Mark Feeney wrote a wonderful obituary for Updike in the Boston Globe. Here are a few excerpts from that Feeney essay:
Updike on America:
...beneath the comfortableness of the affluent, suburban settings Mr. Updike most often wrote about, and the glittering surface of his prose, were profound and piercing concerns. One was an ongoing examination of his native land. “America is a vast conspiracy to make you happy,” he wrote in the 1980 story collection, “Problems.”Updike on Sex:
Another concern (unto obsession) was sex. Mr. Updike told Time in a 1968 cover story that when his wife read his then-scandalous novel “Couples” (1968) “she felt that she was being smothered in pubic hair.” Adultery looms as large in Mr. Updike’s fiction as paranoia does in Thomas Pynchon’s or hunting and fishing in Ernest Hemingway’s. “Sex is like money,” he once wrote; “only too much is enough.”Updike on theology:
Mr. Updike focused on the spiritual no less than the carnal. "I wouldn't want to pose as a religious thinker," he said in a 1990 Globe interview. "I'm more or less a shady type improvising his way from book to book and trying to get up in the morning without a toothache.”Updike's own religion:
He was being unusually modest. Religion figures throughout Mr. Updike’s writing (fiction as well as essays). References abound to such religious philosophers as Kierkegaard, Paul Tillich, and Karl Barth. The protagonists of his novels “A Month of Sundays” (1975), “Roger’s Version” (1986), and “The Witches of Eastwick” (1984) are, respectively, a minister, a religious historian, and the Devil (memorably played in the movie adaptation by Jack Nicholson).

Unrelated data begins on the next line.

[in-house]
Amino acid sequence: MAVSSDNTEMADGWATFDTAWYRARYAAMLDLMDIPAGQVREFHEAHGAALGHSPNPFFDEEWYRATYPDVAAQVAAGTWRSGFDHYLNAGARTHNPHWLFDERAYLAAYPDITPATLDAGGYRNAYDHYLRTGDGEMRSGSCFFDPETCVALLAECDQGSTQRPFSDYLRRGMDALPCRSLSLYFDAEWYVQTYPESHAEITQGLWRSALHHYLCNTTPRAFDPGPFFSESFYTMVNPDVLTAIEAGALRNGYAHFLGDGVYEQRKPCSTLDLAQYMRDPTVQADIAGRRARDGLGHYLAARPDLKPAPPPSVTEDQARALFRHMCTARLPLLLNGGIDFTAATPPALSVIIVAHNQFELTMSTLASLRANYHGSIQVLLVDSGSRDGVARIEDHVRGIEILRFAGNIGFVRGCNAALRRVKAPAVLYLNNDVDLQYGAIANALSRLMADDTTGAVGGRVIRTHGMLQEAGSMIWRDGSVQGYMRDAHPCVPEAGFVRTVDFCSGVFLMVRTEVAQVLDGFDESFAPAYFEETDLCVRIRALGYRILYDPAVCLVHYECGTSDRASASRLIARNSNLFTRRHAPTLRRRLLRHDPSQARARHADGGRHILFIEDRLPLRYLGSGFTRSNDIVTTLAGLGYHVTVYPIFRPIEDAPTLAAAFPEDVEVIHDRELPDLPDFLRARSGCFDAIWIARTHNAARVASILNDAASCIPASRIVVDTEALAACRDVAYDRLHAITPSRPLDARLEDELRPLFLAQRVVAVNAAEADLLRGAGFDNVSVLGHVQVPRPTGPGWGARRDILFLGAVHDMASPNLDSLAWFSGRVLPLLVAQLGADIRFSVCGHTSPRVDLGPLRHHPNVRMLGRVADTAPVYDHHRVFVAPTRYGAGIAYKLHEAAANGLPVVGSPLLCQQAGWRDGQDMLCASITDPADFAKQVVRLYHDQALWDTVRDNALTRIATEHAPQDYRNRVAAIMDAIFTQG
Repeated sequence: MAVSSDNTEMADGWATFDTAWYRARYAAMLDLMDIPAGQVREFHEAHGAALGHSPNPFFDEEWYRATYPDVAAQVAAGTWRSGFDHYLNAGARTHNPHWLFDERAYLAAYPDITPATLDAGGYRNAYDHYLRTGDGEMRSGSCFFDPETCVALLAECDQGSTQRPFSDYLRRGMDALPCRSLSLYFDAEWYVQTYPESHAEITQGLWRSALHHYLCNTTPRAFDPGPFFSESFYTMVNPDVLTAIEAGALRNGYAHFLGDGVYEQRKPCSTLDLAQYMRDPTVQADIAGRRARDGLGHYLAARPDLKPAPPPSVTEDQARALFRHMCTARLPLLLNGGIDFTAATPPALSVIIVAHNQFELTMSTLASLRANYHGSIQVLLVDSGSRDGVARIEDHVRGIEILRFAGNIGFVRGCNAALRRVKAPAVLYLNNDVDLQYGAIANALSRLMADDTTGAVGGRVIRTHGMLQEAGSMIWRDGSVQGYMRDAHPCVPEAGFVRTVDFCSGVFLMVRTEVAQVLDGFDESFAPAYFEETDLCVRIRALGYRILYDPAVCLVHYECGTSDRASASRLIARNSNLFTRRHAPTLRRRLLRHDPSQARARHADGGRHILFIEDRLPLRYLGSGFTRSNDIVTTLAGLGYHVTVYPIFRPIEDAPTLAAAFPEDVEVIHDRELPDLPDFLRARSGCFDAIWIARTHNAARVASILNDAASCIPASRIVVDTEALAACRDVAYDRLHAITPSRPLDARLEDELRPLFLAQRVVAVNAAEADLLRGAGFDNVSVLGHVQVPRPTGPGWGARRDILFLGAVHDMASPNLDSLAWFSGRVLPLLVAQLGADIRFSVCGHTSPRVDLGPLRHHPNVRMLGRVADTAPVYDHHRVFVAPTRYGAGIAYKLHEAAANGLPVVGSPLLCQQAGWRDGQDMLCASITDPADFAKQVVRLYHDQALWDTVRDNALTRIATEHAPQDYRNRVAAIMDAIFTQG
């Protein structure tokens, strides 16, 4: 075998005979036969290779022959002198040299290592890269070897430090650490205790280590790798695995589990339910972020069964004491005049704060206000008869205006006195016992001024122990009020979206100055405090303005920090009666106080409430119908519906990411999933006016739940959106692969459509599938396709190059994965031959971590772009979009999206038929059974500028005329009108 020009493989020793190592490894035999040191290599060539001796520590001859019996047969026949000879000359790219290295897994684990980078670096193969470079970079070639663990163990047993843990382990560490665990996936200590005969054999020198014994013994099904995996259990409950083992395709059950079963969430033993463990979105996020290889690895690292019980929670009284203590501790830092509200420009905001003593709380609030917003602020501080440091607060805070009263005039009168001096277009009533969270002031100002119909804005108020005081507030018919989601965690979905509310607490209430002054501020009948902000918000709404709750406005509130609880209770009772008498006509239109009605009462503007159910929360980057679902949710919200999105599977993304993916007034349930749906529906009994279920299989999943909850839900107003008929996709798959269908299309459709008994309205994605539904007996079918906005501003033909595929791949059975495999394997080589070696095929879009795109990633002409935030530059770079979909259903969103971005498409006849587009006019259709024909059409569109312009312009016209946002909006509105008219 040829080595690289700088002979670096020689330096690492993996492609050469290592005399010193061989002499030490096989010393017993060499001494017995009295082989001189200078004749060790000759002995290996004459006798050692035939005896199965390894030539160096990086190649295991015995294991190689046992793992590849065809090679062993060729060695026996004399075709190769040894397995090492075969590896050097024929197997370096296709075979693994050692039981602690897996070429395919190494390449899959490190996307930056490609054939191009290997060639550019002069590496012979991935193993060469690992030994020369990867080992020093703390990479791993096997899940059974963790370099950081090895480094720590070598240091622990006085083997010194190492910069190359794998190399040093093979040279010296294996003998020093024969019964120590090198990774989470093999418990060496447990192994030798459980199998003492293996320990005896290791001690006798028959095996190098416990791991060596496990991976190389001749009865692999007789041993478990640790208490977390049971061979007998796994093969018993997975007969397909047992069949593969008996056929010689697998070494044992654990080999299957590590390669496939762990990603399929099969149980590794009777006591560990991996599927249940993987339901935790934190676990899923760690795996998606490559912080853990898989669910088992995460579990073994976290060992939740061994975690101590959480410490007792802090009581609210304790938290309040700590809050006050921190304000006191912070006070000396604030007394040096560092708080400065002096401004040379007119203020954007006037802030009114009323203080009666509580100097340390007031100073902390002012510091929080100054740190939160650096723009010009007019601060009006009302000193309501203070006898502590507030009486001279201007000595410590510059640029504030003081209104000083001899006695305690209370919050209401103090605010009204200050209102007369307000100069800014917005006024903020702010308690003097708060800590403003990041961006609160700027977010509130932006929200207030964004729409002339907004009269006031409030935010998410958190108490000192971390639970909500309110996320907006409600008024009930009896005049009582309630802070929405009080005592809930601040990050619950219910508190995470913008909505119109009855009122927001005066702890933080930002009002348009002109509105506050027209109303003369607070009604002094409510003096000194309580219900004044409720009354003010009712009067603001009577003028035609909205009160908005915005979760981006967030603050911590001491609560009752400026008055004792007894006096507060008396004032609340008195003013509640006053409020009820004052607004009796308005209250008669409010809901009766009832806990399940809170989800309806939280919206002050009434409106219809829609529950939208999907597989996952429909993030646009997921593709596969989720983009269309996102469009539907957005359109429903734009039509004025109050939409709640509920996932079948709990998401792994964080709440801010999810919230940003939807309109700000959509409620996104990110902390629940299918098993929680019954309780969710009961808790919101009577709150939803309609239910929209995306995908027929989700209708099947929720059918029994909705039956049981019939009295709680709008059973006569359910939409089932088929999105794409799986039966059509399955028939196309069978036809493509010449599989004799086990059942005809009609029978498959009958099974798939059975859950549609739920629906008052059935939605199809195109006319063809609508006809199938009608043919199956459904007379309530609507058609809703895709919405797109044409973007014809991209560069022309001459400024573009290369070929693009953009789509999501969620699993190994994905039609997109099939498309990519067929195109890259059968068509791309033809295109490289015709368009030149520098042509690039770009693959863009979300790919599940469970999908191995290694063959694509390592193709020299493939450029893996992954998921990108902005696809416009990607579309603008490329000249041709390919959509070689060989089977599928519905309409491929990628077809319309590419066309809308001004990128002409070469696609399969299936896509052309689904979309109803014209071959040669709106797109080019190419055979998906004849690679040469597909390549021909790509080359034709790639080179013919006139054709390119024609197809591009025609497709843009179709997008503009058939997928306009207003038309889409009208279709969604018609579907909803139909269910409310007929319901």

Raised a Lutheran, Mr. Updike became a Congregationalist after moving to Massachusetts and later an Episcopalian. “The inner spaces that a good story lets us enter are the old apartments of religion,” Mr. Updike said in that Time 1968 interview.Updike's Jews:
Henry Bech, the hero of “Bech: A Book” (1970), “Bech Is Back” (1982), and “Bech at Bay” (1998), is a much-lionized (and vaguely ridiculous) Jewish-American writer. As an undergraduate, Mr. Updike had been president of Harvard’s student humor magazine, the Lampoon. The Bech books are the most potent reminder of how playful and witty Mr. Updike could be when he so chose.Updike on golf:
Bech was Mr. Updike’s riposte to those who consigned him to the tony blandness of WASP suburbia, the successor to John O’Hara and John Cheever in The New Yorker’s fiction pages. “A strangely irrelevant writer,” the critic Leslie Fiedler called Mr. Updike; “all windup and no delivery,” another prominent Jewish critic, Norman Podhoretz, wrote of Mr. Updike’s stories.
... his favorite sport ... (“Golf appeals to the idiot in us and the child,” Mr. Updike once wrote. “Just how childlike golf players become is proven by their frequent inability to count past five.”)Read Feeney's entire essay at the Globe...